When Car2Go launched its car-sharing service in San Diego about five years ago, its entire fleet was composed of electric cars.
It was a move that made San Diego officials smile, as the city is undertaking an ambitious plan to cut carbon emissions.
But now Car2Go is withdrawing the fleet of Smart Fortwo Electric Drive city cars and replacing them with gasoline models.
The switch from electric to gasoline was prompted by a lack of charging infrastructure in the area, reports The San Diego Union-Tribune.
Car2Go, which is owned by Smart parent Daimler, made San Diego the only city in North America with an all-electric fleet when it began operations there five years ago.
That decision was based on an assumption that San Diego’s charging infrastructure would grow more rapidly than it actually did.
In particular, Car2Go expected Ecotality to follow through with a promise to install 1,000 public charging stations in San Diego.
Instead, Ecotality went bankrupt in 2013, after installing only 400 of the stations.
With the currently available infrastructure, range anxiety remains common among customers, Car2Go said.
An average 20 percent of the fleet is also unavailable at any given time because cars are being charged or are in need of a charge, the company said.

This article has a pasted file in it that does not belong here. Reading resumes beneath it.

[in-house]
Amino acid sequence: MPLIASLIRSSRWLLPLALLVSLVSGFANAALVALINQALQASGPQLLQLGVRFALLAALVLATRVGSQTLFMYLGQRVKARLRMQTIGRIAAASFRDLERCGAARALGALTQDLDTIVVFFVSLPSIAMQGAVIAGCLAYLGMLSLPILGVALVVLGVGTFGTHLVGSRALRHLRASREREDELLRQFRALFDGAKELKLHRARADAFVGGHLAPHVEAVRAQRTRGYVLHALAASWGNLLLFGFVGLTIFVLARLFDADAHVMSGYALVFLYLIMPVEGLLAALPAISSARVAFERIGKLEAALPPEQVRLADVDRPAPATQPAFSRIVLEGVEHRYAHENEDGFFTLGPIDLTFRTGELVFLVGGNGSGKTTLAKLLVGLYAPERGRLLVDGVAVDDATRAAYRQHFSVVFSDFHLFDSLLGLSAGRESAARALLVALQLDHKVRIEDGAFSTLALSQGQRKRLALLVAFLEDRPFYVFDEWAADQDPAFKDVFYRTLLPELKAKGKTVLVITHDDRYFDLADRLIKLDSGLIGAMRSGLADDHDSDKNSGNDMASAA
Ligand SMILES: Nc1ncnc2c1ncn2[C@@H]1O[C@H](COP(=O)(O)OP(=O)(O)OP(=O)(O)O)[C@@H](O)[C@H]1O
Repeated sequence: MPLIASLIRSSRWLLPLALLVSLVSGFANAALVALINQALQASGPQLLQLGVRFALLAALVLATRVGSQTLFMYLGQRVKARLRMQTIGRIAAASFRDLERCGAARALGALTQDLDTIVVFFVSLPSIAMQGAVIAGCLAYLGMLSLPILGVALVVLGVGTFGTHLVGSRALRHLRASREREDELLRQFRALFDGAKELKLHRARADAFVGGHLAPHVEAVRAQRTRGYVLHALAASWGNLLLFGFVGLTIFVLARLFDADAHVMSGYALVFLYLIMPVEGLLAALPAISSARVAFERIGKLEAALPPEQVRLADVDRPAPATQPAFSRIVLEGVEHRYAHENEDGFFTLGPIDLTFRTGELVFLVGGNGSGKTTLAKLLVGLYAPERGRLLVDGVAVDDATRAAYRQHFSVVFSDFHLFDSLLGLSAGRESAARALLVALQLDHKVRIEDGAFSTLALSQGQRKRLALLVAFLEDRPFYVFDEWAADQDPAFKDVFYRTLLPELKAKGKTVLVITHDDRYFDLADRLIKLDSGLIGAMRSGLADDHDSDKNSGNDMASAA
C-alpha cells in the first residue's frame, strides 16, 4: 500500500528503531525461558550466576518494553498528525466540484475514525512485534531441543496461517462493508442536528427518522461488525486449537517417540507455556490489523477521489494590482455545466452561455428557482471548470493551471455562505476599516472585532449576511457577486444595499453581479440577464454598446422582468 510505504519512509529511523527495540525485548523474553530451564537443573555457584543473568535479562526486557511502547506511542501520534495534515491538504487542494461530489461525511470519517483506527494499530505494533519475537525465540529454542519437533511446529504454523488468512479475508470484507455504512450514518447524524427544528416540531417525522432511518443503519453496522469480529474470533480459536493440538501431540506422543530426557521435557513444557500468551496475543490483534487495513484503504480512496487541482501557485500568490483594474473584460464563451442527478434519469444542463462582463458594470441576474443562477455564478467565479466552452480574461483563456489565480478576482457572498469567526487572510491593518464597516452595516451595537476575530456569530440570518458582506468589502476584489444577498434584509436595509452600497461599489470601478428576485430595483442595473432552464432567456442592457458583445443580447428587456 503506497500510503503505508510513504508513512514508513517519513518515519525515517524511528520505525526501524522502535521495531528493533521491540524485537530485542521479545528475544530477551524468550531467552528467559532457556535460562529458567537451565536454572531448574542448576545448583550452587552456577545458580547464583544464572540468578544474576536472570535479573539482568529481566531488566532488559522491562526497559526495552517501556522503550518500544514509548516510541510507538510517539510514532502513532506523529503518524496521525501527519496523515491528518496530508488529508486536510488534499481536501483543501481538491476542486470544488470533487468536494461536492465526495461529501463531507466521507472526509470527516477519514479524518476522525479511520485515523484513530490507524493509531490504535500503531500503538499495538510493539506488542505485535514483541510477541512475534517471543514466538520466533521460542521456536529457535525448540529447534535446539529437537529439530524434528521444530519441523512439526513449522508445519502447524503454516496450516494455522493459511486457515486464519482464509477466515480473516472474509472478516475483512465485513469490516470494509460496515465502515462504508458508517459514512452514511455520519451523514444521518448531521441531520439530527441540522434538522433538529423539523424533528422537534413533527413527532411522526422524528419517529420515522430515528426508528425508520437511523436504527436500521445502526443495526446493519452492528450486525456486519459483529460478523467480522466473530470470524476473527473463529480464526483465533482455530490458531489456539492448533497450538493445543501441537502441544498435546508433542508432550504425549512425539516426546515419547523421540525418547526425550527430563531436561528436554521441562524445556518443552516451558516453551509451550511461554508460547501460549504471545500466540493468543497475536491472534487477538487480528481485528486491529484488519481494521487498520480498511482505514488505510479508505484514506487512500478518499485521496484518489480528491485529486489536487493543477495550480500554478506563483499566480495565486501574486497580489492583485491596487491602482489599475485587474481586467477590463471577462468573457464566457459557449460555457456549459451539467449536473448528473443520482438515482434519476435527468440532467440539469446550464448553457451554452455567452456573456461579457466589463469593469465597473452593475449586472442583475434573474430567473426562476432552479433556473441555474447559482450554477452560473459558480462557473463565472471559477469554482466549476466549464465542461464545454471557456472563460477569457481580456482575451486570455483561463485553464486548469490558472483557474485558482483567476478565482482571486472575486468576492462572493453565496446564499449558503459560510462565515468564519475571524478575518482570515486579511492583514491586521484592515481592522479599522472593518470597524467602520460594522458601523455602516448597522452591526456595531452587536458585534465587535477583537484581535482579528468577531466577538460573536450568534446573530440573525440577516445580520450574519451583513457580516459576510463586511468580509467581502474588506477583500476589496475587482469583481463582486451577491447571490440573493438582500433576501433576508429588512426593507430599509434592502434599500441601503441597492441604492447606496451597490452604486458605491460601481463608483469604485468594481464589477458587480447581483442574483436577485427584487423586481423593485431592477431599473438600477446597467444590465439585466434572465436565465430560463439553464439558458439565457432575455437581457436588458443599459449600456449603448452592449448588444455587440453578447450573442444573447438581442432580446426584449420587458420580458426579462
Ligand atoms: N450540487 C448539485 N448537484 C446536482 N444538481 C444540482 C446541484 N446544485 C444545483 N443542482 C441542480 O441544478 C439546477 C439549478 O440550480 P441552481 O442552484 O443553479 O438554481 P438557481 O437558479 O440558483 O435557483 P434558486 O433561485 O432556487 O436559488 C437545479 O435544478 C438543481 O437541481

In January, local utility San Diego Gas & Electric announced plans to install 3,500 charging stations across its area of operations.
But that project won’t get underway in time to affect Car2Go’s decision.
The company plans to begin switching over its fleet May 1, and expects the switch to be completed by the end of the month.
Local environmental leaders and city officials reacted strongly to the decision, with some describing it as a regression.
Car2Go presently operates 400 vehicles in San Diego, and has 40,000 members in the city.
MORE: Car2Go Cutting Out Portland’s Lower-Income, Racially Diverse Areas? (Aug 2015)
The fleet represents a small fraction of the thousands of cars on San Diego roads, but officials feel electric-car sharing is an important part of a plan to cut carbon emissions in half by 2035.
Car sharing plays a major role in San Diego’s transportation plans because official view it as a way to fill gaps between mass transit and shorter-distance solutions like bicycling.
The city recently announced Zipcar as its second car-sharing operator. That company uses hybrids in other cities, but no electric cars.
San Diego is also reportedly looking to land BMW’s DriveNow as a third car-sharing service.
DriveNow previously operated with a fleet of electric cars in San Francisco, but shut down service there last November.
[hat tip: John Higham]
This story originally appeared on Green Car Reports.